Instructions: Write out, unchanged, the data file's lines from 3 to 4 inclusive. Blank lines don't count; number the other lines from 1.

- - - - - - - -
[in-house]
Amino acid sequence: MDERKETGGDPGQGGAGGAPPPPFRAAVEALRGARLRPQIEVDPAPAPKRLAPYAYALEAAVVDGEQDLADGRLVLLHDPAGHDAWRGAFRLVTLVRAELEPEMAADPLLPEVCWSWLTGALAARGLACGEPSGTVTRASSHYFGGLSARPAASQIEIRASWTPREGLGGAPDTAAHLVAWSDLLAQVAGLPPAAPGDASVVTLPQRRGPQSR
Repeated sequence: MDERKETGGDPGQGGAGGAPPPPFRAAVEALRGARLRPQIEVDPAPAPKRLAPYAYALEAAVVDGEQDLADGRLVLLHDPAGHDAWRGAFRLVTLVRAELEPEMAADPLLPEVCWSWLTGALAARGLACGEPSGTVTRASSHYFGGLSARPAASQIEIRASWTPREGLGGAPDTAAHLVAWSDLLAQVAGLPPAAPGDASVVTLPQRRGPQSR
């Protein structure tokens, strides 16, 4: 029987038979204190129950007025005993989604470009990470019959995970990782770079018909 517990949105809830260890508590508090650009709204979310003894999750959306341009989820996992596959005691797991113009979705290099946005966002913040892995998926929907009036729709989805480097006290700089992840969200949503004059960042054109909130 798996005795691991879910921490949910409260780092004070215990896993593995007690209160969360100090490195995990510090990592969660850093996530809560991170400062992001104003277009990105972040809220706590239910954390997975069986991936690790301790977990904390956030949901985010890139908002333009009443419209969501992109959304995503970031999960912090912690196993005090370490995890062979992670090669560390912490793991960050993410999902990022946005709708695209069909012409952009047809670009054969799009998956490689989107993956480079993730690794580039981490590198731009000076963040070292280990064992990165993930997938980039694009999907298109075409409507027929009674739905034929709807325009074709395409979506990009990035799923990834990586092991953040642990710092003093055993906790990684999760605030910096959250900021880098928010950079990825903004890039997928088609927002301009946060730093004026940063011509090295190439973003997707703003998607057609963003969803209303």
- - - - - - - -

Repeated sequence: MDERKETGGDPGQGGAGGAPPPPFRAAVEALRGARLRPQIEVDPAPAPKRLAPYAYALEAAVVDGEQDLADGRLVLLHDPAGHDAWRGAFRLVTLVRAELEPEMAADPLLPEVCWSWLTGALAARGLACGEPSGTVTRASSHYFGGLSARPAASQIEIRASWTPREGLGGAPDTAAHLVAWSDLLAQVAGLPPAAPGDASVVTLPQRRGPQSR
């Protein structure tokens, strides 16, 4: 029987038979204190129950007025005993989604470009990470019959995970990782770079018909 517990949105809830260890508590508090650009709204979310003894999750959306341009989820996992596959005691797991113009979705290099946005966002913040892995998926929907009036729709989805480097006290700089992840969200949503004059960042054109909130 798996005795691991879910921490949910409260780092004070215990896993593995007690209160969360100090490195995990510090990592969660850093996530809560991170400062992001104003277009990105972040809220706590239910954390997975069986991936690790301790977990904390956030949901985010890139908002333009009443419209969501992109959304995503970031999960912090912690196993005090370490995890062979992670090669560390912490793991960050993410999902990022946005709708695209069909012409952009047809670009054969799009998956490689989107993956480079993730690794580039981490590198731009000076963040070292280990064992990165993930997938980039694009999907298109075409409507027929009674739905034929709807325009074709395409979506990009990035799923990834990586092991953040642990710092003093055993906790990684999760605030910096959250900021880098928010950079990825903004890039997928088609927002301009946060730093004026940063011509090295190439973003997707703003998607057609963003969803209303």